Nic Anderson is the Business Developer for the Illinois Livestock Development Group. He travels across the state of Illinois helping livestock farmers expand their farms or build new ones. In my conversation with Nic, we believe that he might be the only person in Illinois with a job like his!
In Illinois, a piece of legislation called the Livestock Management Facilities Act (LMFA) gives farmers the guidelines they must follow to build a new livestock barn or expand an already existing farm. Nic works with farmers to help them understand and follow the LMFA, and generally helps the entire ag industry by attempting to make raising livestock in Illinois an accomplishable feat.
Lindsay: What are your primary responsibilities?
Nic: I work directly with livestock farmers across to help livestock farmers grow and improve their farms. Sometimes we have situations where farmers are completely new to raising livestock and so we do whatever we can to help with the learning curve and to also help make sure the farm flourishes. However, I also work with livestock farmers who are decades into their operations or a young person continuing a family tradition.
Lindsay: What made you decide to pursue a career in this field?
Nic: I’ve always identified with livestock farmers because I’ve always been involved in livestock production. I love every part of the livestock sector and so naturally I know the ins and outs of the industry. The job description certainly matched my skillset to say the least. So I asked myself, “why not use that knowledge and experience to help farmers across the state?”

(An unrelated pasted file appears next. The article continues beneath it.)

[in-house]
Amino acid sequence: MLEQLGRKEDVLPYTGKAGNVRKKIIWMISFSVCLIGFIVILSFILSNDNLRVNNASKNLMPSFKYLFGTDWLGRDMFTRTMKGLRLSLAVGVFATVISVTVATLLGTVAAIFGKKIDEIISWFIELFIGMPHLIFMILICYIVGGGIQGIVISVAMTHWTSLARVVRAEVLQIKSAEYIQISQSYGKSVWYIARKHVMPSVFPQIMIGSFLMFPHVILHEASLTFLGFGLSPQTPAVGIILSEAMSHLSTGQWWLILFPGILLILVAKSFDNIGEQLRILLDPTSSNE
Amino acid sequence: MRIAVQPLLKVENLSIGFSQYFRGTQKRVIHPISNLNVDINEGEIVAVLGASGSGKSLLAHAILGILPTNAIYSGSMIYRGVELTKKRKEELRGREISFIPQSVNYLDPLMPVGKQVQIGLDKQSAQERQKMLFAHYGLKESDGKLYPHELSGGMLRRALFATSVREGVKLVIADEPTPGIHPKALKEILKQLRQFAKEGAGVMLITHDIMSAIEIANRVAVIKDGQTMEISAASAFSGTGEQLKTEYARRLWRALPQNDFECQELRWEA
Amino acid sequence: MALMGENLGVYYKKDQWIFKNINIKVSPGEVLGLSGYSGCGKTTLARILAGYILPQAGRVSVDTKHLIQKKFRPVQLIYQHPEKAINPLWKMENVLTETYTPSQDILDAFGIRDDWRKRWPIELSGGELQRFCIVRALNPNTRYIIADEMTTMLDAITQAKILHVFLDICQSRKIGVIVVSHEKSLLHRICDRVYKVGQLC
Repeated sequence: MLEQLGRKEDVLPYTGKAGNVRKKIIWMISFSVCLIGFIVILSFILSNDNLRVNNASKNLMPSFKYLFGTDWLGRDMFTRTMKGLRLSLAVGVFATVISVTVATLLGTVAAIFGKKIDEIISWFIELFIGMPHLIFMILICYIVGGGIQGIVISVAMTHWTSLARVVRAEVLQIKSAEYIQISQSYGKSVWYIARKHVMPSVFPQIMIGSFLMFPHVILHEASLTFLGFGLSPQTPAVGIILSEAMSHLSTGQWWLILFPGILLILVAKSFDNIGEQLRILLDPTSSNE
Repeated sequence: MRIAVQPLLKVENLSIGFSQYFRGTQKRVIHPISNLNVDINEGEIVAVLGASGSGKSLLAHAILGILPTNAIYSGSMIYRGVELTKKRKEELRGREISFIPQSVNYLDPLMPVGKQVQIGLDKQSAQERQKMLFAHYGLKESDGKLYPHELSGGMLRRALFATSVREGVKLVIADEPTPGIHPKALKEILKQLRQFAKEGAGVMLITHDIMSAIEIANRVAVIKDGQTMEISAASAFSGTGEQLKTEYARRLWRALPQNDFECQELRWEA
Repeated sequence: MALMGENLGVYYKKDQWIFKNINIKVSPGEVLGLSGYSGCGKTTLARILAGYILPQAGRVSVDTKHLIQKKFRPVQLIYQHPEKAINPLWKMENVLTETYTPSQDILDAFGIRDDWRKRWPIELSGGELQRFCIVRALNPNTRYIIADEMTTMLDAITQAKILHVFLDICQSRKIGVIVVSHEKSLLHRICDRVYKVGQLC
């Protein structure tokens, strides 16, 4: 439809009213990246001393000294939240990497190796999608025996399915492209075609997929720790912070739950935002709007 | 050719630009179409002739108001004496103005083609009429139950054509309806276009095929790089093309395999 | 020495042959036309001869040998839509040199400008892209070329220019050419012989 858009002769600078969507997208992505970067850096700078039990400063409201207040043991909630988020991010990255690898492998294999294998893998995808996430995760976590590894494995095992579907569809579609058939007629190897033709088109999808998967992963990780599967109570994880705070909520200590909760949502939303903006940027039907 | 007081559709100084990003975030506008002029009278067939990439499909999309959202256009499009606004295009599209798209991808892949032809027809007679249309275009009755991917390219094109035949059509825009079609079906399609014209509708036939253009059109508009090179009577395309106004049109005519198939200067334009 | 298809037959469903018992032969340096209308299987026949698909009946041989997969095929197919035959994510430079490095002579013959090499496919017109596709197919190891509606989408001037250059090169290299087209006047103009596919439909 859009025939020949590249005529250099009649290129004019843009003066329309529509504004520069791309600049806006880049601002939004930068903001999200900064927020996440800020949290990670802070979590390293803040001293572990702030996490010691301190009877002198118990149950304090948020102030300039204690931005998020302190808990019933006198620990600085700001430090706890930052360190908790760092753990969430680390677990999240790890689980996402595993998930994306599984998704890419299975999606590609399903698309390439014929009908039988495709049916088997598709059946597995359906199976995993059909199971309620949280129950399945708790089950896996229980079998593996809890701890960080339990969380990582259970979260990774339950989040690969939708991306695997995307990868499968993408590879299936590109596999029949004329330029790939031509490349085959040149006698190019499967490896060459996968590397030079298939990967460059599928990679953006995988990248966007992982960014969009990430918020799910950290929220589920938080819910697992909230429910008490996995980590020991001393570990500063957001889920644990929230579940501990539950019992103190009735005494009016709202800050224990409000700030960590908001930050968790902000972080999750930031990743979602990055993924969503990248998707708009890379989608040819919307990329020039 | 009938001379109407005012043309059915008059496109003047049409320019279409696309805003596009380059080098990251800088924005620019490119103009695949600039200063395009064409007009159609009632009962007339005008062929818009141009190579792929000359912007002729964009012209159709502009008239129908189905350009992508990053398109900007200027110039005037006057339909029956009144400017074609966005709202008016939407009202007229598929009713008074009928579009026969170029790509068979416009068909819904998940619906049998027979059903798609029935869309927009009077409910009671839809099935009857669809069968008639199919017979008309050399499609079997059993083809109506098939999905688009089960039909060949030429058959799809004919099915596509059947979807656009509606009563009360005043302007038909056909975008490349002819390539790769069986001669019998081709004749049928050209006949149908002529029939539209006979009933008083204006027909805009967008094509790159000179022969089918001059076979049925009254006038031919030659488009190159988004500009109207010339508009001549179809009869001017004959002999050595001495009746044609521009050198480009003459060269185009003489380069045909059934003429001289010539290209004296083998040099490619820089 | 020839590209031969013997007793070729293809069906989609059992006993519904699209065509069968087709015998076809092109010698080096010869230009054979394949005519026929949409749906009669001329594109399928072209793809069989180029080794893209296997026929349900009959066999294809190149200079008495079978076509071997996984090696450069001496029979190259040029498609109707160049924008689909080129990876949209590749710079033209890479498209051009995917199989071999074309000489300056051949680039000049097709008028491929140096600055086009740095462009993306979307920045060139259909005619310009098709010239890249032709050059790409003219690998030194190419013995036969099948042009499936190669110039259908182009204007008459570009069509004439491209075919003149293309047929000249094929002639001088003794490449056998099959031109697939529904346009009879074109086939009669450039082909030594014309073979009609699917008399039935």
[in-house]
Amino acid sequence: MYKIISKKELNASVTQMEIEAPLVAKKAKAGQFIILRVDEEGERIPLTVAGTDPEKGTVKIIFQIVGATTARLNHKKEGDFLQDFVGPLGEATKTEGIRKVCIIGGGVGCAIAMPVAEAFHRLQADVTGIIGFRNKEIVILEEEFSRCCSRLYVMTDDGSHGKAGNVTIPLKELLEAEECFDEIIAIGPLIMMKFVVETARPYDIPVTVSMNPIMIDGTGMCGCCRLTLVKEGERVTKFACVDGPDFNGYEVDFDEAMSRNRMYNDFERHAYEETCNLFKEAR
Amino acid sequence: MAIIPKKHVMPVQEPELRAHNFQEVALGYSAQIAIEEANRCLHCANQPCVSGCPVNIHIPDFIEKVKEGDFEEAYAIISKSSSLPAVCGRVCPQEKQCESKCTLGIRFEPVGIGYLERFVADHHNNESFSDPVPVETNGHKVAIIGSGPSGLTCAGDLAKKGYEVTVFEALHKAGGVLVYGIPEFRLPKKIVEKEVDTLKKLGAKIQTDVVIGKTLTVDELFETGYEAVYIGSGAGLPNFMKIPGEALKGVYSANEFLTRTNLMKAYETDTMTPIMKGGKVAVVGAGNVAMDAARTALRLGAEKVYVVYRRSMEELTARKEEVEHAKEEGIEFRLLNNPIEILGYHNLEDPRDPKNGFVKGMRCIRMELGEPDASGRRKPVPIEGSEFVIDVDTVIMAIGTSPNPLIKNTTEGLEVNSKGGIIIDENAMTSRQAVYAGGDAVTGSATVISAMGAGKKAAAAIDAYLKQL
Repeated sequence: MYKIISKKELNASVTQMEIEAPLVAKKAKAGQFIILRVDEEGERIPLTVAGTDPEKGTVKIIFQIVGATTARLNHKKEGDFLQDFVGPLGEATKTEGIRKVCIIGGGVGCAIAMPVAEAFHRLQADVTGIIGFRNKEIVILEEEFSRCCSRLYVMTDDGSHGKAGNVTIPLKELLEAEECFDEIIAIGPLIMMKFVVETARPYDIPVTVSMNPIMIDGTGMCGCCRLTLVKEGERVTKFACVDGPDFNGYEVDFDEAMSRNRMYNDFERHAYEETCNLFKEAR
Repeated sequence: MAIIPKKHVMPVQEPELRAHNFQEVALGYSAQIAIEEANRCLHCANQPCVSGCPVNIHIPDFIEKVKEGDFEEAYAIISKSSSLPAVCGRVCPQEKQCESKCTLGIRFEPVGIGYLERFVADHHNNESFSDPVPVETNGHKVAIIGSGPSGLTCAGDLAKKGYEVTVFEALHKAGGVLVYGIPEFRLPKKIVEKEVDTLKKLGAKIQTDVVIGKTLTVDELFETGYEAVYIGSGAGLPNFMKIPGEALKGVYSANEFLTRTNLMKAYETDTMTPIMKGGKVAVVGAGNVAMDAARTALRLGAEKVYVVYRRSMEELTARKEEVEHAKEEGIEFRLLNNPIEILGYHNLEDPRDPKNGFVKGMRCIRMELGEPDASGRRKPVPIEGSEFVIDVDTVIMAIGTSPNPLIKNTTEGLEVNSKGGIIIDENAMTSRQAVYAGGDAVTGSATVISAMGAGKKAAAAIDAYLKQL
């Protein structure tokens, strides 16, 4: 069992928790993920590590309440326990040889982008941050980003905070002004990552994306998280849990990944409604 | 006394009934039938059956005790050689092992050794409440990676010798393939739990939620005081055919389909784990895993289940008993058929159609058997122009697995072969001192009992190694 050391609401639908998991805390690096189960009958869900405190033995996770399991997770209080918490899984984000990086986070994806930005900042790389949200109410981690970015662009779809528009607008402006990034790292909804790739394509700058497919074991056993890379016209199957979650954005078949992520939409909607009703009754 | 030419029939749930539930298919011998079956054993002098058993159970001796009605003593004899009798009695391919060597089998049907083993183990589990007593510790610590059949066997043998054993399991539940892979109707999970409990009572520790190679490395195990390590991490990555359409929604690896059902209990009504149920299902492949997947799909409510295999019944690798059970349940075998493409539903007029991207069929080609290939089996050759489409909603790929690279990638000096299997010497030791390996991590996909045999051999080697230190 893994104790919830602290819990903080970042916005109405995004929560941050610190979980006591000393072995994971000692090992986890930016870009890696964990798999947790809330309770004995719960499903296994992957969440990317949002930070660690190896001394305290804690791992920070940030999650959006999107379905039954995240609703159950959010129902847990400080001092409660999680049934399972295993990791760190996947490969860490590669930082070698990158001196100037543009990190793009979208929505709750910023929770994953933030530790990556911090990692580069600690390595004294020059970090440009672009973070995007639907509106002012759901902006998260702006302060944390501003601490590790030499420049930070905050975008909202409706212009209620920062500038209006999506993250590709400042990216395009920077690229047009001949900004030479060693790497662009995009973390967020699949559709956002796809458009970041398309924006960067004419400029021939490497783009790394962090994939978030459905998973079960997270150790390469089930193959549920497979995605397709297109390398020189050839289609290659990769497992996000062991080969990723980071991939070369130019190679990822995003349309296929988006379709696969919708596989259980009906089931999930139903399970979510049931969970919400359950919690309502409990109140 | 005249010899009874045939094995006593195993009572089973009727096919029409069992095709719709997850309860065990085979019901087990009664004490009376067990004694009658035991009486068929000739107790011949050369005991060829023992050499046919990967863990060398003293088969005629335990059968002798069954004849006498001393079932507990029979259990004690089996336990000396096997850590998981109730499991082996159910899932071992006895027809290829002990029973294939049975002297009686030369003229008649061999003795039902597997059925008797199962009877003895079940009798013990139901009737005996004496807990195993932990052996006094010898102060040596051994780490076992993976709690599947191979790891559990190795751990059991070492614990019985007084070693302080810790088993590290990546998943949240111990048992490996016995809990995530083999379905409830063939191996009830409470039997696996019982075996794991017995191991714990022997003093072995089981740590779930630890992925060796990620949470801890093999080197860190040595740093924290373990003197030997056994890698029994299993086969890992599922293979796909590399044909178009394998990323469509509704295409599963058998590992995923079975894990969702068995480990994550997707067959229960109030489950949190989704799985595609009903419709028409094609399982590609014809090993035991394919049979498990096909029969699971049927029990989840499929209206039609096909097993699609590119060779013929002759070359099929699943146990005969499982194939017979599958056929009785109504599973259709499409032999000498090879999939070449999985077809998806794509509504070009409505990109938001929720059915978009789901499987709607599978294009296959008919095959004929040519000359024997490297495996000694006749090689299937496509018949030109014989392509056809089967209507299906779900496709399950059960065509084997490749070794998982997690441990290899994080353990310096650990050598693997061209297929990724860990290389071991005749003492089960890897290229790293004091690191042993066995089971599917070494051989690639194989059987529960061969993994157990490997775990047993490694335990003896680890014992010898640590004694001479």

Lindsay: What three things stand out to you as skills that are vital for a career in this area?
Nic: You absolutely have to understand the issues that livestock farmers are facing. You’ll see a general trendline among livestock farmers, but not every farm is the same. So you have to understand the issue on a deep and personal level. It’s not just their livelihood; it’s their passion.
Beyond knowing the issues, you must understand and educate yourself on other aspects like current trends, innovation in the sector, or solutions that farmers might not have heard about. However, it’s not just about being informed. It’s being able to synthesize all the information to help the farmer. You must learn to speak two “languages” in a sense.
There’s a requirement of willingness as well. You must be dedicated to this industry and lifestyle and do what’s necessary, even if it’s out of the schedule that you’d rather have. Agriculture is not a 9 to 5 job. You must be willing to be in the marketplace ( at the farm gate ) at all times. It’s the extra stuff that can make or break your operation.
Lindsay: What’s a typical day like in your job?
Nic: That’s the great part of my job – there is no typical day on the farm. That’s what appealed to me about the job. One day I might travel 600 miles and work a 14-hour day. The next day will only be phone conversations and collecting data that helps the farm. Then the next could be totally different such as a meeting to gain insight into an issue relevant to livestock farmers. It can get tiresome but the reward is well worth it! My wife might disagree with me, though!
Lindsay: Do you think young people today should be considering careers in agriculture?
Nic: Definitely. YES. What other business sectors can you think of where your efforts provide such a direct impact to others? Your customer is your neighbor, your family, and your community. It’s not only a great challenge but it is an enormous responsibility and incredibly rewarding.
ICGA/ICMB Marketing Director